“Afro-Latina, camina conmigo. Salsa swagger anywhere she go, como ‘la negra tiene tumbao! ¡Azucar!’ Dance to the rhythm. Beat the drums of my skin. Afro-descendent, the rhythms within."
Those are the opening lines to award-winning slam champion Elizabeth Acevedo's spoken word poem, “Afro-Latina.” She speaks them with pride pouring from her lips as she recounts how she went how from rejecting her roots to embracing them with open arms.
“My parents' tongue was a gift which I quickly forgot after realizing my peers did not understand it. They did not understand me,” she says in her poem. "So I rejected habichuela y mangú, much preferring Happy Meals and Big Macs. Straightening my hair in imitation of Barbie. I was embarrassed by my grandmother’s colorful skirts and my mother’s [broken English], which cracked my pride when she spoke. So, shit, I would poke fun at her myself, hoping to lessen the humiliation. Proud to call myself American, a citizen of this nation, I hated the caramel color skin. Cursed God I’d been born the color of cinnamon. How quickly we forget where we come from.”
“Afro-Latina” has undergone several revisions to better reflect Acevedo's personal evolution. “[‘Afro-Latina’] was written initially as a group poem with poet and friend Frank Lopez... and overtime I remixed my portions because I felt a need to express that the term ‘Latina’ just didn’t feel specific enough,” she explained in an email to The Huffington Post. “I didn’t feel it adequately represented the way I walked through the world as not only someone who first spoke Spanish, but who also strongly identified with the blackness of my ancestry.”
Her most recent version, seen above, is a raw and honest account of self-discovery, self-acceptance and self-love. “Learning more about the history of the Dominican Republic, of colonialism, of slavery and post-slavery Latin America was huge in shifting what I thought about myself,” she explained to HuffPost. “The more I learned, the more I was proud of how each of these facets survived in the United States. How the survival of my parents' and grandparents' way of life was an extreme rebellion. It’s easy to say 'I want to sound and be like what’s perceived as the majority population' but once I realized that what I was doing was rejecting the richness of my culture, I was able to find ways to begin celebrating and loving myself.”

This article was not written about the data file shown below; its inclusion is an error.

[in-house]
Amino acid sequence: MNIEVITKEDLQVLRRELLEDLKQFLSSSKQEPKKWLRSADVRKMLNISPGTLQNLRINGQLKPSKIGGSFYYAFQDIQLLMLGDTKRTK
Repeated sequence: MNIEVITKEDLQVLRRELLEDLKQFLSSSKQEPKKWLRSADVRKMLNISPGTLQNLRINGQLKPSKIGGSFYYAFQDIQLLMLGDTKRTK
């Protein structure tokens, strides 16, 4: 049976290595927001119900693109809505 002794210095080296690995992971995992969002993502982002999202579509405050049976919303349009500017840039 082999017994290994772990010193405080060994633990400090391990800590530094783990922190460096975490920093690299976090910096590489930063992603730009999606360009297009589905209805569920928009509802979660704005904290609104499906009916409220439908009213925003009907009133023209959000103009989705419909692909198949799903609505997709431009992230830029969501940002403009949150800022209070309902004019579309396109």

The intersection of black and Latino identity is often overlooked, be it in the mainstream media, by the government, or by members of both the black and Latino community.
Acevedo tells HuffPost she attempts to counter that erasure by celebrating her roots and remembering her ancestors in her work.
“We are the sons and daughters, el destino de mi gente,” she declares in her poem. “Black, brown, beautiful -- viviremos para siempre. Afro-Latinos hasta la muerte.”
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